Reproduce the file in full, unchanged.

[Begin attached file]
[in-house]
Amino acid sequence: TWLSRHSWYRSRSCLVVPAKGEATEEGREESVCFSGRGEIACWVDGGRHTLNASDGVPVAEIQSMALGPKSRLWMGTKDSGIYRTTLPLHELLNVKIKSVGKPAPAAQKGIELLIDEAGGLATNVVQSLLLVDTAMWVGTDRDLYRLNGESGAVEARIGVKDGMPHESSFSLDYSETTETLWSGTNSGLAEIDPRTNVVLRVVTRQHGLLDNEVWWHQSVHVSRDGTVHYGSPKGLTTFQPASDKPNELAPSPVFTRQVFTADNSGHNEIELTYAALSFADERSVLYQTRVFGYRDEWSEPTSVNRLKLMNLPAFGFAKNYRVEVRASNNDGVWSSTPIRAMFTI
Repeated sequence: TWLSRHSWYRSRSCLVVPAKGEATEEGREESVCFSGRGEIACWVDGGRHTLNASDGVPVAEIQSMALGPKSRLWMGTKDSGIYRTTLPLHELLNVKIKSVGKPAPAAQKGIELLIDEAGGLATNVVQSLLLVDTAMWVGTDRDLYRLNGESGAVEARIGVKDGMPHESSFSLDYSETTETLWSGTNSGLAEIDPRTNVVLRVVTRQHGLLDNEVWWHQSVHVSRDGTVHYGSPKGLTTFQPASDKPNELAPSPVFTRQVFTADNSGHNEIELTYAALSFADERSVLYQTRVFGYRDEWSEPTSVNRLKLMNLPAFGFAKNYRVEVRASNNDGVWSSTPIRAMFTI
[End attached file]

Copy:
[in-house]
Amino acid sequence: TWLSRHSWYRSRSCLVVPAKGEATEEGREESVCFSGRGEIACWVDGGRHTLNASDGVPVAEIQSMALGPKSRLWMGTKDSGIYRTTLPLHELLNVKIKSVGKPAPAAQKGIELLIDEAGGLATNVVQSLLLVDTAMWVGTDRDLYRLNGESGAVEARIGVKDGMPHESSFSLDYSETTETLWSGTNSGLAEIDPRTNVVLRVVTRQHGLLDNEVWWHQSVHVSRDGTVHYGSPKGLTTFQPASDKPNELAPSPVFTRQVFTADNSGHNEIELTYAALSFADERSVLYQTRVFGYRDEWSEPTSVNRLKLMNLPAFGFAKNYRVEVRASNNDGVWSSTPIRAMFTI
Repeated sequence: TWLSRHSWYRSRSCLVVPAKGEATEEGREESVCFSGRGEIACWVDGGRHTLNASDGVPVAEIQSMALGPKSRLWMGTKDSGIYRTTLPLHELLNVKIKSVGKPAPAAQKGIELLIDEAGGLATNVVQSLLLVDTAMWVGTDRDLYRLNGESGAVEARIGVKDGMPHESSFSLDYSETTETLWSGTNSGLAEIDPRTNVVLRVVTRQHGLLDNEVWWHQSVHVSRDGTVHYGSPKGLTTFQPASDKPNELAPSPVFTRQVFTADNSGHNEIELTYAALSFADERSVLYQTRVFGYRDEWSEPTSVNRLKLMNLPAFGFAKNYRVEVRASNNDGVWSSTPIRAMFTI